From Dennis Patton:
New. New and improved. Extra strength. Concentrated. Stronger. These are just a few of the words used to describe household products in an effort to tempt us into buying them. The world of advertising has long used emotion as a ploy in swaying our purchasing decisions.
The horticulture world was slow to catch on, but now I must admit it fully embraces these tactics in order to collect our hard-earned dollars on plant purchases. Gardening has always used teasing statements since the days of mail order catalogs. Each plant selection was described in glowing terms. Seriously, how many ways can you describe a beet or radish to make it sound better than the next? But now companies not only use fancy words but have glossy photos and seductive names to capture your purchasing dollars.
All we really want to know is if the latest and greatest is really any better than the old standbys. That is the question. Back in the good old days companies would test new introductions for years to ensure they had a winner. Now, in this dog-eat-dog world, being first on the market is usually more important than having the best on the market. It is just human nature to want the new and improved.
Digital Access For Only $0.99
For the most comprehensive local coverage, subscribe today.
When it comes to plant materials, whether it’s vegetable seeds or shrubs, my take is to follow this advice; plant the tried and true and add some of the new. So what do I mean?
Let’s first look at vegetables. Back in the days of abundant money, universities around the country, including Kansas State would conduct vegetable variety trails. As a result, we would know tomato A was better than tomato B. But now most of the funding for this type of research has been cut. This type of research is rarely done anymore by non-biased sources and is usually left to the plant breeders. And of course their new introduction is always the best. See the problem?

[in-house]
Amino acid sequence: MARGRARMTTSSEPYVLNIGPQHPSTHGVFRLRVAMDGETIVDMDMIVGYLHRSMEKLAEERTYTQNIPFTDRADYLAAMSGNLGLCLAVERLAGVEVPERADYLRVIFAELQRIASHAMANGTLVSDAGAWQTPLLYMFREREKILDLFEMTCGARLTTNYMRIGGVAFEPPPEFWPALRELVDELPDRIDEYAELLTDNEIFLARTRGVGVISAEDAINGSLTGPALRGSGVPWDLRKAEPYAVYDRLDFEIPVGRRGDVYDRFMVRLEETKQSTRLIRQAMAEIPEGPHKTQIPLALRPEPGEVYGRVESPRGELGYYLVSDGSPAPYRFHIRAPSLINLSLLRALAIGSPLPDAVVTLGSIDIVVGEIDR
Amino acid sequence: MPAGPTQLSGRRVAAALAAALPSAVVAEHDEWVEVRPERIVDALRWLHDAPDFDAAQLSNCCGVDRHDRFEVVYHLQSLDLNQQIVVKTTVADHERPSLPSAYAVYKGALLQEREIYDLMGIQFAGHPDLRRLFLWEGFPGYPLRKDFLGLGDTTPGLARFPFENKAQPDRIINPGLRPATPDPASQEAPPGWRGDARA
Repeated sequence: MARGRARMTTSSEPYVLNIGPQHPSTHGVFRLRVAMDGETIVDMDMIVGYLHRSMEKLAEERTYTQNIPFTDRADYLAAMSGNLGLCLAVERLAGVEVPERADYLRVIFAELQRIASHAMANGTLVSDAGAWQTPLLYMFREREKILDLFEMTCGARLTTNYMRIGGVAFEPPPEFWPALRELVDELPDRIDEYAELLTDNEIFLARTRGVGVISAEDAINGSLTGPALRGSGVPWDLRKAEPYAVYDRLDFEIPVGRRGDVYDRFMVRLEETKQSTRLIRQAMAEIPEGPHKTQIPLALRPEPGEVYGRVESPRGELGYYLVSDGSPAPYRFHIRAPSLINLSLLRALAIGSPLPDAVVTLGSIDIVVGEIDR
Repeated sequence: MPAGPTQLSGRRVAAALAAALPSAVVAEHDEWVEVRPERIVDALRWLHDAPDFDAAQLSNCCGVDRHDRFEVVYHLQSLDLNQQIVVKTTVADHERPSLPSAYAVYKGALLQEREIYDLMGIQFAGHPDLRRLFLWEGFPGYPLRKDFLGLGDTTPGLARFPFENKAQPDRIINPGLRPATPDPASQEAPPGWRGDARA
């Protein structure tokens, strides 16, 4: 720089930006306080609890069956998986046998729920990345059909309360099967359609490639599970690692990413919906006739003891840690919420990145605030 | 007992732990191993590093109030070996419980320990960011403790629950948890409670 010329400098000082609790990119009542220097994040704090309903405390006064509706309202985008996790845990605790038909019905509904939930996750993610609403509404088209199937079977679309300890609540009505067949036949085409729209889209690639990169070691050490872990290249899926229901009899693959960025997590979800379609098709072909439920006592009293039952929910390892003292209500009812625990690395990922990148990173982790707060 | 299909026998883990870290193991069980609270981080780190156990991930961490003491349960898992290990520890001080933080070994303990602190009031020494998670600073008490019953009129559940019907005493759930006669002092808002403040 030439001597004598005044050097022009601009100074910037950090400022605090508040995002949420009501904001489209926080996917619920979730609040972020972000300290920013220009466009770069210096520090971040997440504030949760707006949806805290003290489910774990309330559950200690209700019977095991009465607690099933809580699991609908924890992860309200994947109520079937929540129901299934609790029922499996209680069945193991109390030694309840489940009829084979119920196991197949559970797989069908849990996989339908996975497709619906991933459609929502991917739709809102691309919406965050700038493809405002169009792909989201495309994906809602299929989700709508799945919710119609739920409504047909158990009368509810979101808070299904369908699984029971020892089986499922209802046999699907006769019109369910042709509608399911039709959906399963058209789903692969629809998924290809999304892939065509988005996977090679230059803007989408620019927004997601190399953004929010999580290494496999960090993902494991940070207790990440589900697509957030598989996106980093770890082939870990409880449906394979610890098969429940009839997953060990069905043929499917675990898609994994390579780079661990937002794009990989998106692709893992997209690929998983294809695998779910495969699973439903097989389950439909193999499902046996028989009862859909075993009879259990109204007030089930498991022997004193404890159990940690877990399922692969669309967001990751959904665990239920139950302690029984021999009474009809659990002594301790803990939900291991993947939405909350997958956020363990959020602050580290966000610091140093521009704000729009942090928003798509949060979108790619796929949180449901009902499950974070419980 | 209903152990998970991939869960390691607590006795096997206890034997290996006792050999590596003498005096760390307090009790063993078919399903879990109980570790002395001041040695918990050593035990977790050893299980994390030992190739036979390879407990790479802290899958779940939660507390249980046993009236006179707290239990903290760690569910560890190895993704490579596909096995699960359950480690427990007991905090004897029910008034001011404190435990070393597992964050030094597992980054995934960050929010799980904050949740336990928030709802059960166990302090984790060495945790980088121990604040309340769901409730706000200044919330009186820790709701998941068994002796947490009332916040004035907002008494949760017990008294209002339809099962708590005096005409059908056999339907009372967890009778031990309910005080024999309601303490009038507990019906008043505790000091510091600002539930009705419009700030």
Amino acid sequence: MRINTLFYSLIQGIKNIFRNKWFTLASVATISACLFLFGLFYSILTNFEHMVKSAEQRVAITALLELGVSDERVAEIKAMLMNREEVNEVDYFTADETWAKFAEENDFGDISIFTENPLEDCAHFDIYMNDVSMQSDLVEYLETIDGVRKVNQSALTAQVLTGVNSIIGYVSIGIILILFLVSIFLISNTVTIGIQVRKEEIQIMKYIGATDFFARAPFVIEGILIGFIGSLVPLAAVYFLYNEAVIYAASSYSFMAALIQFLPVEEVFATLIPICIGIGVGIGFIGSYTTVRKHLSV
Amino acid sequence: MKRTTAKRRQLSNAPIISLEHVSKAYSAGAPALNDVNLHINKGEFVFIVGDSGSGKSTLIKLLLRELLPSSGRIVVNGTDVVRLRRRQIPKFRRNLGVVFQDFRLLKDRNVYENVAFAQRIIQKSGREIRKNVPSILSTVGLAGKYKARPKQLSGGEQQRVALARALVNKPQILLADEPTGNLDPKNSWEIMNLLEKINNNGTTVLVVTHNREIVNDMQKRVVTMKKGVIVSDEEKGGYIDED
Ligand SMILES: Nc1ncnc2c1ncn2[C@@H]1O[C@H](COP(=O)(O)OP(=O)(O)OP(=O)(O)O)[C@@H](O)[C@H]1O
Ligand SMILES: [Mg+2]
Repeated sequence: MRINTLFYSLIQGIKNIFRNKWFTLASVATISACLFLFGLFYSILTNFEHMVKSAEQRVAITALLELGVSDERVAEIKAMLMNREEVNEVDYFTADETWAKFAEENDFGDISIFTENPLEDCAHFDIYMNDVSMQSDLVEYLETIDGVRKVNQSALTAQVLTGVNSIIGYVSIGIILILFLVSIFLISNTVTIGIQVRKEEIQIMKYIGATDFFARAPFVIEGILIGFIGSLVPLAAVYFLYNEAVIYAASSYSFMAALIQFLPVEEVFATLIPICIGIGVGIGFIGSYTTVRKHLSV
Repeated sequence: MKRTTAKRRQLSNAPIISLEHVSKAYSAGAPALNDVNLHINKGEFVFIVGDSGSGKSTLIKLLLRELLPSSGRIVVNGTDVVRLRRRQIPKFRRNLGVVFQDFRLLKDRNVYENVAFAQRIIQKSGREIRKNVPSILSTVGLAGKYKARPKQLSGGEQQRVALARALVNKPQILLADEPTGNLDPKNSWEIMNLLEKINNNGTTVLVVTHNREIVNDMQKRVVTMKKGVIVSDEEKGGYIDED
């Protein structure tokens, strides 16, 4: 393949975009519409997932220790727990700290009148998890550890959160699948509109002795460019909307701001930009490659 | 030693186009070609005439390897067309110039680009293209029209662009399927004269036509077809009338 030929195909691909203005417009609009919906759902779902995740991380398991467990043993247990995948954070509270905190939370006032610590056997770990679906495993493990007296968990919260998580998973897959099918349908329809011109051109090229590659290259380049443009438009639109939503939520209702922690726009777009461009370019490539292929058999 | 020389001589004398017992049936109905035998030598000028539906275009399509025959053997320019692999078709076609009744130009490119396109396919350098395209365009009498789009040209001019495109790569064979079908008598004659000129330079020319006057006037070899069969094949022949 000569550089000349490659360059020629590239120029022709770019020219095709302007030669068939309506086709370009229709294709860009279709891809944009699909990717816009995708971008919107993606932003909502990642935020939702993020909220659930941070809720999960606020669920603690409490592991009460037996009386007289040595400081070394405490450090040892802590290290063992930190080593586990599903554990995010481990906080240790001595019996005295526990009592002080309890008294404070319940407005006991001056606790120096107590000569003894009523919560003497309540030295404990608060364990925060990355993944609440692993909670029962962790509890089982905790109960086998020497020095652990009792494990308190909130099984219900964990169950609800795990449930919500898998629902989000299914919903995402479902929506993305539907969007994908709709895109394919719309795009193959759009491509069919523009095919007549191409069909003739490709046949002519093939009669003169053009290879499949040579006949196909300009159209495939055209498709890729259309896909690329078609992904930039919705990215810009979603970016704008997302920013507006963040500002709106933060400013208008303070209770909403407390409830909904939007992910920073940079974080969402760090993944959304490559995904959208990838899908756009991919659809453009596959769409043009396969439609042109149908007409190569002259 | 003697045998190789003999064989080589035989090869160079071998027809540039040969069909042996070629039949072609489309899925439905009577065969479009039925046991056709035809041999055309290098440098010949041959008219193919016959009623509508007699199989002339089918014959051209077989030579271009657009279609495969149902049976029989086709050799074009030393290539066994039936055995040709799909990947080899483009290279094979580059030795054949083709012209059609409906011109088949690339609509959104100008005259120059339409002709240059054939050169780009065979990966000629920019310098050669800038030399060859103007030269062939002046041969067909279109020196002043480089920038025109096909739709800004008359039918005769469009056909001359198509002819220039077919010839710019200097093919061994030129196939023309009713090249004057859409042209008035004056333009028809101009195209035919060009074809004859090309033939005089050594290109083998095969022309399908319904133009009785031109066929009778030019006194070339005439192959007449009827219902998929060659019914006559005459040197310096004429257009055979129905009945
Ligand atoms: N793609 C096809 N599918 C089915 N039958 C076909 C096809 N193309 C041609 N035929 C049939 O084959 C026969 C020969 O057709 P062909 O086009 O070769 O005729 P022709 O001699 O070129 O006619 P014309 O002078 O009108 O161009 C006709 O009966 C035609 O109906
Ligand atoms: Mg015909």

My recommendation is to plant the backbone of the garden with the tried and true varieties that we know will be successful. Then add a few of the new and see for yourself if they really do live up to the hype. Here is a good example using the plain old beet. One of the best beet varieties for the garden is Detroit Dark Red. This plant was introduced in 1892. I am sure countless other varieties have come and gone. Planting this hundred-plus year old variety is still highly recommended. But for fun, plant a few of the newer varieties that just sound too good to pass up.
Probably the greatest industry change has come in the shrub world. New introductions flood the market, all claiming to be better than what is already at the garden centers. Plant companies have also learned that alluring names get attention. These names usually involve food or a seductive image.
There is a difference between planting the hottest new shrub compared to an annual vegetable. A mistake is easy to fix. But plant an underperforming shrub and you have lost a decent amount of money, and are faced with the decision whether to remove and replant. Which means even more money and a greater loss — the loss of time. My advice with shrubs, trees and perennials is to wait a couple of years and see if the new introduction really does live up to the hype. Let someone else be the guinea pig. That way, you learn from them how the plant performs in our climate (versus the advertising hype), and, unfortunately sometimes, from their mistakes.
But sometimes the fun of gardening is experimenting or letting your friends know you have the most talked about plant on the market. In that case, if you’re willing to gamble, maybe go ahead and plant. It really is up to you how you want to spend your gardening dollars. We work hard for our money and we don’t want to waste a penny. If this describes you, then remember this helpful saying before being swayed by pretty marketing lingo; plant the tried and true and some of the new. By doing so you will find success, but may also experience the joy of discovering a new treasured plant for the garden.